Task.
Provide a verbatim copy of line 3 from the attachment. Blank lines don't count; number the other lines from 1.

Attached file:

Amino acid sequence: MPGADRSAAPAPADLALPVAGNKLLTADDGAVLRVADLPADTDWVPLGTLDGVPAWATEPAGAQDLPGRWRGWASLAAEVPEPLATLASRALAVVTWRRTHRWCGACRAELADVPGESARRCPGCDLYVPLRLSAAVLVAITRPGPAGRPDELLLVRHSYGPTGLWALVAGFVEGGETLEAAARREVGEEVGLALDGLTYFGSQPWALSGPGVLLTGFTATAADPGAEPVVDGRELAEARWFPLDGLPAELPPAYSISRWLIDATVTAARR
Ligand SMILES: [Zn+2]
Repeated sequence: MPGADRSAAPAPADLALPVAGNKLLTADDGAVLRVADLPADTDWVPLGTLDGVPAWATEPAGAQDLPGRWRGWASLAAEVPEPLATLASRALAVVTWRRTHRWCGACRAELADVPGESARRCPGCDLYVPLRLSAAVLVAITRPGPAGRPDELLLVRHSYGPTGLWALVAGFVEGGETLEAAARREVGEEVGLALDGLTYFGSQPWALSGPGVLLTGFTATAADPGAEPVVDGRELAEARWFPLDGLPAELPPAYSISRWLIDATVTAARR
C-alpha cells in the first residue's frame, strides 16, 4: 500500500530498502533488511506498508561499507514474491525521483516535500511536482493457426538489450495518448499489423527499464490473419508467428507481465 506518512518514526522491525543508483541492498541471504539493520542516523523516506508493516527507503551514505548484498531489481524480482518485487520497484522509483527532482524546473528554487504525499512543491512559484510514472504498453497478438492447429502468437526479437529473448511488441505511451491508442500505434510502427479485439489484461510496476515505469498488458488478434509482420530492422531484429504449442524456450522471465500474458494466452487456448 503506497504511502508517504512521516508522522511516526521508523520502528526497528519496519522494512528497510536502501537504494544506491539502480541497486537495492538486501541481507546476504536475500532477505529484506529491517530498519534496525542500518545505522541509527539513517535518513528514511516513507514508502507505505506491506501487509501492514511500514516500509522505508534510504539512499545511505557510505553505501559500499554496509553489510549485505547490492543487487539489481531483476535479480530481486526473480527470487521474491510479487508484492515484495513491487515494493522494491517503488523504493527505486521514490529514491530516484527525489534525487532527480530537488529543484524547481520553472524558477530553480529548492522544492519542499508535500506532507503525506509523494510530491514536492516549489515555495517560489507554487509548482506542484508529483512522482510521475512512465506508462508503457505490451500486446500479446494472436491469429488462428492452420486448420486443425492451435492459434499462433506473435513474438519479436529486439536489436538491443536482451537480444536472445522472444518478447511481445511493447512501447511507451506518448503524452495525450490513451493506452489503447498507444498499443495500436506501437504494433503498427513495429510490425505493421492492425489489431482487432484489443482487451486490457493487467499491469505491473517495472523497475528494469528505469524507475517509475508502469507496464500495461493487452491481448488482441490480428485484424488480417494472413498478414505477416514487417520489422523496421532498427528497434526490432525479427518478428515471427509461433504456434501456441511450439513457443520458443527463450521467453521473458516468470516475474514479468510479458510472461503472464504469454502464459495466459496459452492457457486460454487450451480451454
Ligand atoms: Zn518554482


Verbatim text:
Repeated sequence: MPGADRSAAPAPADLALPVAGNKLLTADDGAVLRVADLPADTDWVPLGTLDGVPAWATEPAGAQDLPGRWRGWASLAAEVPEPLATLASRALAVVTWRRTHRWCGACRAELADVPGESARRCPGCDLYVPLRLSAAVLVAITRPGPAGRPDELLLVRHSYGPTGLWALVAGFVEGGETLEAAARREVGEEVGLALDGLTYFGSQPWALSGPGVLLTGFTATAADPGAEPVVDGRELAEARWFPLDGLPAELPPAYSISRWLIDATVTAARR